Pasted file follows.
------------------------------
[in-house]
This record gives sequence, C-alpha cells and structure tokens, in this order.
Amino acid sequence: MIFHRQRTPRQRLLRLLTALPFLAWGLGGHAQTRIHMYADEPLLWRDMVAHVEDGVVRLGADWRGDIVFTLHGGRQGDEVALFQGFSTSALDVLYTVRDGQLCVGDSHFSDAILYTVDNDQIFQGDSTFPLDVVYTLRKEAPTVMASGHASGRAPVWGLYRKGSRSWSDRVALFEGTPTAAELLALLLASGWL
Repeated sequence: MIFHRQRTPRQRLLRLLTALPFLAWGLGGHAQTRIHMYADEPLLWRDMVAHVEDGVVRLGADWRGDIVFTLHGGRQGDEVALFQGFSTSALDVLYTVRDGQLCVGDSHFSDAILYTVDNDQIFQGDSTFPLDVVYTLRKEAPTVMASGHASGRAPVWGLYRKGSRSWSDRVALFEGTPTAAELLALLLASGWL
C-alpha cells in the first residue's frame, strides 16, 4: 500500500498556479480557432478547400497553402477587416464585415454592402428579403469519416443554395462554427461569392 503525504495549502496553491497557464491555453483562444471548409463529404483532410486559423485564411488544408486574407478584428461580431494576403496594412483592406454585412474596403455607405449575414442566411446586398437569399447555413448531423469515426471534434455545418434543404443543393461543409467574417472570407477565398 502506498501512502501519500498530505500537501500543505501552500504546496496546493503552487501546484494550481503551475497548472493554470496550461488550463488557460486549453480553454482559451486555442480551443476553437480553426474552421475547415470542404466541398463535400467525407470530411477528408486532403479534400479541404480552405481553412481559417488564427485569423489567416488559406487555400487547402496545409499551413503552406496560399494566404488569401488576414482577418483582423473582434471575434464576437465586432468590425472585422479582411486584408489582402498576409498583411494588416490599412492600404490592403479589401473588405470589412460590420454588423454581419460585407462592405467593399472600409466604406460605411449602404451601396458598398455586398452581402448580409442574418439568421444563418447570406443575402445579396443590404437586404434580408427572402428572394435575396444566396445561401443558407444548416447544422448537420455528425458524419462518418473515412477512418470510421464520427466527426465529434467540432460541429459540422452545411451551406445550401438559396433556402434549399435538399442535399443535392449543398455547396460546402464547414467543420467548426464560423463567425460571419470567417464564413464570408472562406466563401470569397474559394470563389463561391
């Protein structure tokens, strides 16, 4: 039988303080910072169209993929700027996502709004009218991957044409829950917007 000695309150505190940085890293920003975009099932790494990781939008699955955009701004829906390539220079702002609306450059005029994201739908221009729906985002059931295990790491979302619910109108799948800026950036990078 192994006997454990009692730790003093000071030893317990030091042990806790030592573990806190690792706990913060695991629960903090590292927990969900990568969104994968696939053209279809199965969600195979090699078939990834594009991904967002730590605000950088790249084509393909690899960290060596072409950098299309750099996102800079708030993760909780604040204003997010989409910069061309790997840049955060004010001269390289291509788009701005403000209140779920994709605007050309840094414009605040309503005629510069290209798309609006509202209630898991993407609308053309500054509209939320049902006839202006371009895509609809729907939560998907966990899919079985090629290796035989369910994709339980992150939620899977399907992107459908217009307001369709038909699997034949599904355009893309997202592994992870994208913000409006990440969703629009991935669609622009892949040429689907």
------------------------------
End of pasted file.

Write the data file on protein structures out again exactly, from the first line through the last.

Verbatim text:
[in-house]
This record gives sequence, C-alpha cells and structure tokens, in this order.
Amino acid sequence: MIFHRQRTPRQRLLRLLTALPFLAWGLGGHAQTRIHMYADEPLLWRDMVAHVEDGVVRLGADWRGDIVFTLHGGRQGDEVALFQGFSTSALDVLYTVRDGQLCVGDSHFSDAILYTVDNDQIFQGDSTFPLDVVYTLRKEAPTVMASGHASGRAPVWGLYRKGSRSWSDRVALFEGTPTAAELLALLLASGWL
Repeated sequence: MIFHRQRTPRQRLLRLLTALPFLAWGLGGHAQTRIHMYADEPLLWRDMVAHVEDGVVRLGADWRGDIVFTLHGGRQGDEVALFQGFSTSALDVLYTVRDGQLCVGDSHFSDAILYTVDNDQIFQGDSTFPLDVVYTLRKEAPTVMASGHASGRAPVWGLYRKGSRSWSDRVALFEGTPTAAELLALLLASGWL
C-alpha cells in the first residue's frame, strides 16, 4: 500500500498556479480557432478547400497553402477587416464585415454592402428579403469519416443554395462554427461569392 503525504495549502496553491497557464491555453483562444471548409463529404483532410486559423485564411488544408486574407478584428461580431494576403496594412483592406454585412474596403455607405449575414442566411446586398437569399447555413448531423469515426471534434455545418434543404443543393461543409467574417472570407477565398 502506498501512502501519500498530505500537501500543505501552500504546496496546493503552487501546484494550481503551475497548472493554470496550461488550463488557460486549453480553454482559451486555442480551443476553437480553426474552421475547415470542404466541398463535400467525407470530411477528408486532403479534400479541404480552405481553412481559417488564427485569423489567416488559406487555400487547402496545409499551413503552406496560399494566404488569401488576414482577418483582423473582434471575434464576437465586432468590425472585422479582411486584408489582402498576409498583411494588416490599412492600404490592403479589401473588405470589412460590420454588423454581419460585407462592405467593399472600409466604406460605411449602404451601396458598398455586398452581402448580409442574418439568421444563418447570406443575402445579396443590404437586404434580408427572402428572394435575396444566396445561401443558407444548416447544422448537420455528425458524419462518418473515412477512418470510421464520427466527426465529434467540432460541429459540422452545411451551406445550401438559396433556402434549399435538399442535399443535392449543398455547396460546402464547414467543420467548426464560423463567425460571419470567417464564413464570408472562406466563401470569397474559394470563389463561391
């Protein structure tokens, strides 16, 4: 039988303080910072169209993929700027996502709004009218991957044409829950917007 000695309150505190940085890293920003975009099932790494990781939008699955955009701004829906390539220079702002609306450059005029994201739908221009729906985002059931295990790491979302619910109108799948800026950036990078 192994006997454990009692730790003093000071030893317990030091042990806790030592573990806190690792706990913060695991629960903090590292927990969900990568969104994968696939053209279809199965969600195979090699078939990834594009991904967002730590605000950088790249084509393909690899960290060596072409950098299309750099996102800079708030993760909780604040204003997010989409910069061309790997840049955060004010001269390289291509788009701005403000209140779920994709605007050309840094414009605040309503005629510069290209798309609006509202209630898991993407609308053309500054509209939320049902006839202006371009895509609809729907939560998907966990899919079985090629290796035989369910994709339980992150939620899977399907992107459908217009307001369709038909699997034949599904355009893309997202592994992870994208913000409006990440969703629009991935669609622009892949040429689907």